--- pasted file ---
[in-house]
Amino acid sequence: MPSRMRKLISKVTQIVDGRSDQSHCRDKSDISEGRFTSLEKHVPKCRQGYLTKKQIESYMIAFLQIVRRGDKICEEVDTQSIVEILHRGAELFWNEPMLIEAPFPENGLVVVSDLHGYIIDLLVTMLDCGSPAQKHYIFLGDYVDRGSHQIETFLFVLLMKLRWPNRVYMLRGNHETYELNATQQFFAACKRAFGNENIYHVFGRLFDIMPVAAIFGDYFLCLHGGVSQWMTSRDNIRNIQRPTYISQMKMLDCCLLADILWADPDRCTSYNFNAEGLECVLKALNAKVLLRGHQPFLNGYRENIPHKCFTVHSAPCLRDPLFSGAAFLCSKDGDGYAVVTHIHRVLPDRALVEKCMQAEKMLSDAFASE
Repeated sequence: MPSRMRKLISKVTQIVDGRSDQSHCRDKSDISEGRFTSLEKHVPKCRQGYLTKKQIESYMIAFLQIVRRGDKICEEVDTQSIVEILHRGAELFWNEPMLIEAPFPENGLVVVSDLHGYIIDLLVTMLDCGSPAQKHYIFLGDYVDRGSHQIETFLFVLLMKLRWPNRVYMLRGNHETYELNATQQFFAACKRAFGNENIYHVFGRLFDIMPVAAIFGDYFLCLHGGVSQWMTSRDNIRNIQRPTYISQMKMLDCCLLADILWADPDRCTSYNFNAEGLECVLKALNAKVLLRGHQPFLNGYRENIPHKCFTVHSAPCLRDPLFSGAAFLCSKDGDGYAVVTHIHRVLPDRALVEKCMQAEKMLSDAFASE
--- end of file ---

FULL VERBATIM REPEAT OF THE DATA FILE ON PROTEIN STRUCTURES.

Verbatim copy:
[in-house]
Amino acid sequence: MPSRMRKLISKVTQIVDGRSDQSHCRDKSDISEGRFTSLEKHVPKCRQGYLTKKQIESYMIAFLQIVRRGDKICEEVDTQSIVEILHRGAELFWNEPMLIEAPFPENGLVVVSDLHGYIIDLLVTMLDCGSPAQKHYIFLGDYVDRGSHQIETFLFVLLMKLRWPNRVYMLRGNHETYELNATQQFFAACKRAFGNENIYHVFGRLFDIMPVAAIFGDYFLCLHGGVSQWMTSRDNIRNIQRPTYISQMKMLDCCLLADILWADPDRCTSYNFNAEGLECVLKALNAKVLLRGHQPFLNGYRENIPHKCFTVHSAPCLRDPLFSGAAFLCSKDGDGYAVVTHIHRVLPDRALVEKCMQAEKMLSDAFASE
Repeated sequence: MPSRMRKLISKVTQIVDGRSDQSHCRDKSDISEGRFTSLEKHVPKCRQGYLTKKQIESYMIAFLQIVRRGDKICEEVDTQSIVEILHRGAELFWNEPMLIEAPFPENGLVVVSDLHGYIIDLLVTMLDCGSPAQKHYIFLGDYVDRGSHQIETFLFVLLMKLRWPNRVYMLRGNHETYELNATQQFFAACKRAFGNENIYHVFGRLFDIMPVAAIFGDYFLCLHGGVSQWMTSRDNIRNIQRPTYISQMKMLDCCLLADILWADPDRCTSYNFNAEGLECVLKALNAKVLLRGHQPFLNGYRENIPHKCFTVHSAPCLRDPLFSGAAFLCSKDGDGYAVVTHIHRVLPDRALVEKCMQAEKMLSDAFASE